Alexa, you actually have quite a different background: where did your interest in technology come from?
In my previous job as an account manager at an online agency, I came across UX Design for the first time and I found it so exciting. Plus I have some friends who study computer sciences, which is another way that I discovered my interest in coding. As a result, I started to write my own HTML and CSS code after work. Eventually I went on to build my own website.
And then you made the decision to change your career path?
Yes - eventually I reached a point where I wanted to give up my job to learn how to code properly and to therefore gain the qualifications I needed for a new career. So I resigned. After that I concentrated first of all on American tech boot camps, but because of the high costs associated with that kind of prolonged stay abroad, I hesitated in submitting my application. Coincidentally, my friend then discovered the neue fische boot camp in Hamburg, which was starting as a brand new course. I applied straight away.
Successfully! You began the three-month boot camp at the start of April. Can you give us an insight into this kind of coding boot camp?
The boot camp is a very practice-based workshop. One coach supervises around 15 people. For my part, I thought that I would have a slight advantage over the others due to my knowledge of HTML and CSS code. But the other participants caught up to me within two weeks. The learning effect was really high; after the first two hours, we had all written the first few lines of code. And in the final month we were all able to work independently on a digital assessment piece. In my case – owing to my e-commerce background – that was a shopping app with different filter options and a wish list function.
On the whole did you find it difficult to study your new field in more depth?
To start with, I also had to do a lot of work in the evenings in order to keep up with the high learning pace. But eventually it got easier. However, no one should be under the illusion that it will be easy to learn to code in three months and that it will be possible to do a lot of other things at the same time.
There is a shortage of specialists. (...) I don’t think that this level of demand can be met by computer science students alone.
What did you do after finishing the boot camp?
At the very beginning of the boot camp we were visited by various firms who introduced themselves to us – OTTO was among them. At the time I already thought that the company was exciting and I therefore spoke directly with both of the OTTO employees and pestered them with my questions.
After I’d then submitted my CV, I received an invitation to an interview for a job as a junior software developer. The interview was great - and ended with a two-hour trial task so that the team and I could get a feel for one another. I was so excited. A few weeks later I had a second interview – and after that I was accepted.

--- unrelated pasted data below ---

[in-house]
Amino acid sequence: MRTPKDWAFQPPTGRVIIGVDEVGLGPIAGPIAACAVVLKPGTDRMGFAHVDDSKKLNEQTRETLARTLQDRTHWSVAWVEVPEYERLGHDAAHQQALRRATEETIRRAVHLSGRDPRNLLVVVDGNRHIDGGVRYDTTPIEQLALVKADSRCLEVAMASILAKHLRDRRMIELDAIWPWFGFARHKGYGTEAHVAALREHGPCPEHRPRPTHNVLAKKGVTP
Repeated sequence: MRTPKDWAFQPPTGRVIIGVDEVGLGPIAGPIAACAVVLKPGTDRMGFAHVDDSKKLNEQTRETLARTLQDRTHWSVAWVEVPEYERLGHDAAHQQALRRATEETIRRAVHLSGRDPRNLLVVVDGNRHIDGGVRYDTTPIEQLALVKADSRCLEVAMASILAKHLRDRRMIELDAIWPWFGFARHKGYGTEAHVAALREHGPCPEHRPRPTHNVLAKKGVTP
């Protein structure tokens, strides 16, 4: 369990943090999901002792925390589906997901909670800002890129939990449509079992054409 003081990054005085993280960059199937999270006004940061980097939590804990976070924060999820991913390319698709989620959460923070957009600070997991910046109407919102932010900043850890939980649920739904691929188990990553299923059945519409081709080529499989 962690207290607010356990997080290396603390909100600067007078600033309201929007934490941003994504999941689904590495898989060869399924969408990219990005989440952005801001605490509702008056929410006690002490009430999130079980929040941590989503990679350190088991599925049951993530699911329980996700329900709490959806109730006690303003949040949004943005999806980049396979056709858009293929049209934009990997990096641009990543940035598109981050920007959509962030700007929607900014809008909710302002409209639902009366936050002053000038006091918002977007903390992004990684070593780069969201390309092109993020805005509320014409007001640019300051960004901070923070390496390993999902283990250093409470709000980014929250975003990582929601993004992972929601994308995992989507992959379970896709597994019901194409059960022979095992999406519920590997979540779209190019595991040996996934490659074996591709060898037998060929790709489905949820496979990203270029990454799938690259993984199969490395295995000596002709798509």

What was it like starting at OTTO? Were you able to join the team without any problems?
Things certainly weren’t problem-free to begin with. Learning a completely new job in three months and daring to change your career path is extremely demanding. Currently at OTTO a lot is based on Java, which I didn’t learn at the boot camp. That’s a real challenge already. Luckily no one is expecting me to work 100% independently straight away. I do a lot of work in a pairing, which is common in this field – and so naturally I’m also learning a great deal.
Really the biggest advantage of the boot camp was that I was able to pick up a lot of practical experience, but sometimes I’m lacking the theoretical background that goes with it in order to understand the whole context. It will certainly be a while yet before everything is fully clear to me.
How important are programmes such as the boot camp which you graduated from?
I think that this trend for boot camps here in Germany is a reaction to the situation in the labour market. There is a shortage of specialists and the IT branch especially is urgently seeking a number of developers. I don’t think that this level of demand can be met by computer sciences students alone. Unfortunately it’s still the case that a lot of women decide not to study a technical subject because this field is very prone to stereotyping.
What’s more, the way that boot camps approach teaching is very different in comparison to degree programmes. Computer sciences degree courses contain a great deal of theory, even though universities and technical colleges are currently taking great pains to shape learning in a practical way.
Why is that?
The problem is that the course content at a university is very dependent on the accreditation of a degree course and the technology is continuing to develop at an ever faster rate. So a university can’t react as quickly to these changes as a coach at a boot camp can. That’s why neuefische is very well suited to facilitate a career change. In only a short time you can immerse yourself in your role as a developer in a very practical way, and you learn to work with the latest technologies.
Do you think that boot camps can replace vocational training or degree programmes in the future?
That’s not a question that I can answer definitively. I think that these boot camps will broaden the options for entering into the field. It’s likely that there will always be vocational training and study programmes in this sector – especially because a degree course has a completely different focus compared to a boot camp. For instance, I don’t have a clue about IT security which, for example, is studied very intensively in some degree programmes and is also explicitly required in certain sectors. But I was able to enter employment with practical knowledge.
Those who want to learn more about the boot camp from neue fische can listen here to the Otto Group podcast with Managing Director and founder, Dalia Das.